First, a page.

London - Chris Evert, who knows a few things about winning Grand Slams, has urged Andy Murray not to be afraid to appoint a woman to his coaching staff if that is what he wants.
The 18-time major champion joined the debate sparked by Amelie Mauresmo watching Murray’s first-round French Open match, and well-sourced reports that the two of them have at least discussed a position working with him.
“If Andy is thinking about having a woman like Amelie then good for him,” said Evert. “There is no reason why women cannot coach men and they have the experience to coach a top player. Why not?”
“It has not been done much before but that does not mean it would not work, it just has not been tried. If it is blocks of time then maybe that would be attractive. I don’t know how the personalities match up with Andy but she has a lot of experience to pass on.”
“I wouldn’t do it because I have my academy and media work but it is good that Andy is looking at women for coaching.”
If Murray ever wanted evidence of Mauresmo’s motivational powers then he would only have to ask his fellow reigning Wimbledon champion Marion Bartoli.
The 2006 Wimbledon winner and former world No 1 was a major part of Bartoli’s team when she stormed to unexpected glory at the All England Club and that level of experience appears to have drawn Murray towards the 34-year-old Frenchwoman in the wake of Ivan Lendl’s departure.
Neither Murray nor Mauresmo was keen to discuss their prospective partnership on Wednesday, with the Murray camp declining to comment.
Mauresmo played down the possibility of it becoming reality, but separate sources insist that there has been discussion between them about the post. Murray - who faces Australian Marinko Matosevic on Thursday - understandably keeps his blinkers on during Grand Slams and prefers to squash potential outside distractions.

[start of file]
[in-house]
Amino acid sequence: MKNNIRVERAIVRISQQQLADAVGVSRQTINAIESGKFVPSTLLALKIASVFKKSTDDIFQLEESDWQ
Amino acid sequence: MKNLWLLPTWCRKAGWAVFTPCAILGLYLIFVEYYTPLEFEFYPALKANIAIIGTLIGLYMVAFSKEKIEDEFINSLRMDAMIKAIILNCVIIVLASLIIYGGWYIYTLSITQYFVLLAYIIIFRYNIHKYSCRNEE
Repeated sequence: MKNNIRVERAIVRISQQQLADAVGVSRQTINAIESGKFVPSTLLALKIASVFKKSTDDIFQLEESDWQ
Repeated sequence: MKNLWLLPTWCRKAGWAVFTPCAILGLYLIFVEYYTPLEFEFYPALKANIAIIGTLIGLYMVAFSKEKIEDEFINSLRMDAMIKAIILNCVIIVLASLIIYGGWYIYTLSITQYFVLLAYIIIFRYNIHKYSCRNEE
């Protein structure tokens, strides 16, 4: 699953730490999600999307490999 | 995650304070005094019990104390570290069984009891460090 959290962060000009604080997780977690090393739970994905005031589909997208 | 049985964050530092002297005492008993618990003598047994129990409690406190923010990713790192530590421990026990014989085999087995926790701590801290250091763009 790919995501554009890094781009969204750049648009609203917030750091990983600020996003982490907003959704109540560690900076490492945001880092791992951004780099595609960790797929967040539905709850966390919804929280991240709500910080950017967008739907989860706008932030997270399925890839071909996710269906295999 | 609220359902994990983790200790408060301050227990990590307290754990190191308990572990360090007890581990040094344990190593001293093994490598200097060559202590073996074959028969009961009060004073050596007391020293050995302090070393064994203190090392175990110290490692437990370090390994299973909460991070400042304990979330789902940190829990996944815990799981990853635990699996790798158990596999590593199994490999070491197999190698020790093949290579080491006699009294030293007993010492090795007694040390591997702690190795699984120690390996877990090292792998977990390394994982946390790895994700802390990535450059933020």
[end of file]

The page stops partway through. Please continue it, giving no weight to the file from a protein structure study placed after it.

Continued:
It could well be that if he feels comfortable at Roland Garros with just his trusty lieutenant Dani Vallverdu by his side there will be no appointment but Mauresmo seems to have been in his thoughts.
It raises the interesting question of how much impact a woman can have in the macho world of men’s tennis.
Evert was not alone in being fascinated by why Mauresmo should spend so much time watching Murray, as highlighted in Sportsmail. “It is interesting that Amelie went to watch his entire match. I can’t think why she would do that,” she said.
Another former French Open champion, Mary Pierce, felt the same, telling the BBC: “Anything is possible. I did notice that she was watching and I thought to myself, ‘Why is she watching his match?’.”
There are not many female coaches in professional tennis, with most women opting to be guided by men and a major consideration there is that they want the power that a male hitting partner - which many coaches double up as - can provide as the best means of training.
With Murray it can be argued that the best coach he ever had was his mother Judy. Against the odds and from a remote outpost of the sport, she managed to equip both him and his brother Jamie with the tools to make it in the professional game.
There is actually an example already of female-on-male coaching in the men’s top 100. Mikhail Kukushkin, the world No 54 from Russia, is coached by his wife Anastasia, who began the job when they were courting.
Mauresmo has been among the groundbreakers in this area. She was alongside another Frenchman, Michael Llodra, over the grass-court season of 2010 when he won the men’s title at Eastbourne.
Her TV commitments at the Grand Slams have decreased since last year but she would certainly find herself on screen enough were she to replace Lendl.
Around mid-afternoon on Thursday Murray faces world No 66 Matosevic. Although he rejoices in the nickname ‘Mad Dog’ he ought not to hold too many terrors on clay in a best-of-five-sets match.